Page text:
Axolotl Diet and Nutrition

Axolotls are carnivorous, so their diet will need to have a good deal of meat and protein in it. They actually do have small teeth, but they are mainly for gripping prey while they work on using their suction feeding powers to swallow them whole.

Adults axolotls will eat live or dead food, but for young or freshly hatched axolotls the movement of food may be a needed stimulus to get them to go for it. A tip that will save you a lot of time is to feed your axolotls in a separate cup or bowl (filled with tank water or treated water!). They can be messy eaters, and food leftovers can quickly spoil and dirty up your tank water.

Feeding Frequency

Growing axolotls need to be fed daily, but once they reach adulthood feeding them once every other day should suffice. As they grow you will get a feel for how often to feed them based on whether they start to reject food or not.

A healthy axolotl has a stomach about as wide as its head, so based on how it looks you can make the judgement of whether to give it more or less food.

Axolotl Diet Options

Pellet Food

Pellet food is formulated to meet all the basic nutritional requirements of your axolotl, and serves well as a good staple food. They also have the benefit of being much less messy than other feeding option. When buying it’s better to go for sinking food over floating food, and axolotls prefer soft pellets over hard. Some examples of good pellet options are:


Frozen Food

Frozen food is another efficient option for feeding your axolotl, although once the cubes of food come unfrozen they can be a bit more messy than pellets. Because of this, it’s best to give your axolotl frozen foods in a separate feeding container to save yourself time and mess. Popular options are:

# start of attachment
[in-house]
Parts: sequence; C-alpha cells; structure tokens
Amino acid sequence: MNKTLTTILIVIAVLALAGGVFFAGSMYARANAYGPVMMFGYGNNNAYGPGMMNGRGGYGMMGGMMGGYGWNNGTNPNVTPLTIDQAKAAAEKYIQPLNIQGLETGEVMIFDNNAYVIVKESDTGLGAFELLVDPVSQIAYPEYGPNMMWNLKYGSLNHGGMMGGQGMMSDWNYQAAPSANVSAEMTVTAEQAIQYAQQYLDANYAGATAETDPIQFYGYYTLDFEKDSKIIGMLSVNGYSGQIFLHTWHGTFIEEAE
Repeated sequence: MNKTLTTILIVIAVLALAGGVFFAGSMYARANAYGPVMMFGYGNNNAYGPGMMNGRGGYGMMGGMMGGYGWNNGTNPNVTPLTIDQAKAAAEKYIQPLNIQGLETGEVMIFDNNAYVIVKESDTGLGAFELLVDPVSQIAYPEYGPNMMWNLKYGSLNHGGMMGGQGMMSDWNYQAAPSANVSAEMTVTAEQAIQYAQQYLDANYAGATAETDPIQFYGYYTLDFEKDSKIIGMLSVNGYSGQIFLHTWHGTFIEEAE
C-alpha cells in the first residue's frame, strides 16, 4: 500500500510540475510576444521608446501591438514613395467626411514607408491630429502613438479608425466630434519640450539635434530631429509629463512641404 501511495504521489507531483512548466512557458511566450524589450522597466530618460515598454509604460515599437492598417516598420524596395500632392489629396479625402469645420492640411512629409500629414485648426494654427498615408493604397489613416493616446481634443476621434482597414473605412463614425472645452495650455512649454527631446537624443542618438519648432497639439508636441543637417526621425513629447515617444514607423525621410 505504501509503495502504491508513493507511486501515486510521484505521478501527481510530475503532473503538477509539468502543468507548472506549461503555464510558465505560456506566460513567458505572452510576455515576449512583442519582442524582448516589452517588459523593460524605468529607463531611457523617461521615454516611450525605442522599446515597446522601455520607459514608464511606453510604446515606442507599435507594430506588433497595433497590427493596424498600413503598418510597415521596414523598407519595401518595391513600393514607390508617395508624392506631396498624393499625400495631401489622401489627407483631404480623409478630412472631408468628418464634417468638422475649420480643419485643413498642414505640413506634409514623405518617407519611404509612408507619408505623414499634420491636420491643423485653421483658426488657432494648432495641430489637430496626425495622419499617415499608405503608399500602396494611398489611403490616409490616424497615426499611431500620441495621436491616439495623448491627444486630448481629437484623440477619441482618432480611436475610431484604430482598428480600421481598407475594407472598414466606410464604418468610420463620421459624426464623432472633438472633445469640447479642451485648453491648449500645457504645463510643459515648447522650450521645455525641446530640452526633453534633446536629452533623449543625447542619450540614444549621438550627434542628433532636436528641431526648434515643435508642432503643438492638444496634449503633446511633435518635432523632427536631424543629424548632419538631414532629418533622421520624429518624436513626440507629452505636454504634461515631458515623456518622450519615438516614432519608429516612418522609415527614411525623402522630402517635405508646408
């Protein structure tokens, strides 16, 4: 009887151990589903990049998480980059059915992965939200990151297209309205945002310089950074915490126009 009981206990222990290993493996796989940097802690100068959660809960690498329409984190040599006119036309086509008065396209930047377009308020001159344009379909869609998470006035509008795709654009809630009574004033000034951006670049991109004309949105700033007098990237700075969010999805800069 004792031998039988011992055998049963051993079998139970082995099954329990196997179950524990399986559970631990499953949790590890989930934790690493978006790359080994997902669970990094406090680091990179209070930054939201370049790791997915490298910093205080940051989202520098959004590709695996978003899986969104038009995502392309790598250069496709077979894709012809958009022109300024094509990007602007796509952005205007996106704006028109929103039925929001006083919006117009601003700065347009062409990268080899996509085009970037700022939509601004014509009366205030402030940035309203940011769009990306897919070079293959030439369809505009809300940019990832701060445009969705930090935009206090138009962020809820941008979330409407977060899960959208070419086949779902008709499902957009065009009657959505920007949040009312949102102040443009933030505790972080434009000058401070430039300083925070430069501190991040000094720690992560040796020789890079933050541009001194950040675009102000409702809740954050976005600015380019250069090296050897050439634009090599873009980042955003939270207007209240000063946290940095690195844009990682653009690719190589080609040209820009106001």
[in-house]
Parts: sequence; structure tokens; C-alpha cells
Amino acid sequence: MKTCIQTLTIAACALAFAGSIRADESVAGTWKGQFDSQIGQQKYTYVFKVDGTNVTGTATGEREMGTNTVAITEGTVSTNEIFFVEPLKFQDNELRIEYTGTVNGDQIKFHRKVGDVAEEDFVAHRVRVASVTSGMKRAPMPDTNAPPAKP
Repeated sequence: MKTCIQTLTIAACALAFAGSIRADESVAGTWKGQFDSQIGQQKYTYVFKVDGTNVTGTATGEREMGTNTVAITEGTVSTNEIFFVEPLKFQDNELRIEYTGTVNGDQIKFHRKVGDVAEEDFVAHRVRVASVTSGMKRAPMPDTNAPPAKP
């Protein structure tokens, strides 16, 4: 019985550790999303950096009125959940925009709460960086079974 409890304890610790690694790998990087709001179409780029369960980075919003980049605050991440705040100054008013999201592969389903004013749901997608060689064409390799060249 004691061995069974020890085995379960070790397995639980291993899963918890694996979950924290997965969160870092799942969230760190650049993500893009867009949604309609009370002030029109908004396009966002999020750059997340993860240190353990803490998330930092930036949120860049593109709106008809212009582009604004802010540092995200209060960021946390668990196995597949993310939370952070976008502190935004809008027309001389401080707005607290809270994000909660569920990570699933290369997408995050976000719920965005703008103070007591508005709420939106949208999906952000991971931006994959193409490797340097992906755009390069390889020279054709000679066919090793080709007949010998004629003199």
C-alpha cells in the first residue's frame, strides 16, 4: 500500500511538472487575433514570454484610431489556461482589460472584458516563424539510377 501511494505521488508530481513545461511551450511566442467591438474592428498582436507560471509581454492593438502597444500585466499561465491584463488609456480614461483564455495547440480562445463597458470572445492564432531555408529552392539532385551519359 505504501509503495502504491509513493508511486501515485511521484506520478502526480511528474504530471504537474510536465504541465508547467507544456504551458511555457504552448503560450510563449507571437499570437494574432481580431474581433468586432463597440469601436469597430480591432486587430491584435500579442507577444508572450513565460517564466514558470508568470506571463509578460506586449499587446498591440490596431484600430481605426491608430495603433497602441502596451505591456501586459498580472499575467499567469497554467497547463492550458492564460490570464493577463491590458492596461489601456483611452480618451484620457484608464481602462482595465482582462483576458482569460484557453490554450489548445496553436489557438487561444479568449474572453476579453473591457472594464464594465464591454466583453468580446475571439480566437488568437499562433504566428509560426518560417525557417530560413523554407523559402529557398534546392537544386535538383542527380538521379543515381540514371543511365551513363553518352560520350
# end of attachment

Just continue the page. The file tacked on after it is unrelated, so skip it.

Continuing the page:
• Frozen Bloodworms
    • Nutritionally complete option, plus even the pickiest eaters will go for them.
  • Brine Shrimp
    • Nutritionally complete option, has pretty much everything your axolotl needs.
  • Tilapia
    • This one you can get at the grocery store, but make sure to go for freshwater tilapia instead of saltwater, as saltwater tilapia can have higher concentrations of salt and minerals. Great as a treat, but not a staple.
  • Beef Heart
    • Used to be considered a staple, but due to high fat content is no longer widely recommended. Good as a treat only.


Fresh food

Like all food, human or otherwise, fresh is always optimal. Fresh bugs and worms can be bought online, at the pet store, or even raised at home. However, water-based live foods (i.e. fish) are risky, as they can be a source of disease or parasites. For this reason, we don’t recommend eating water based foods unless they are frozen. Some examples of good live food are:

  • Earthworms
    • Nutritionally complete, has pretty much everything your axolotl needs.
    • Easy to grow at home in an earthworm box.
    • Make sure you do not gather earthworms from ground treated with pesticides or other chemicals.
  • Maggots
    • High in fat, good if you’re trying to get your axolotl to put on weight (especially after illness)
  • Mealworms
    • Not that great except as a rare treat. Axolotls cannot digest the shell that covers the bugs, and the undigested shells have been known to clog up filters.



Keep Reading: Axolotl Care Sheet

  1. Tank Size and Requirements
  2. Filter and Water Temperature Requirements
  3. Starting a Nitrogen Cycle
  4. Substrate Requirements
  5. Hides, Plants, and Decor
  6. Tank Cleaning and Water Chemistry
  7. Diet and Nutrition – Current Page
  8. Illness, Injury, and Treatment
    1. Fridging Guide
    2. Salt Bath Guide
  9. Additional Reading and Resources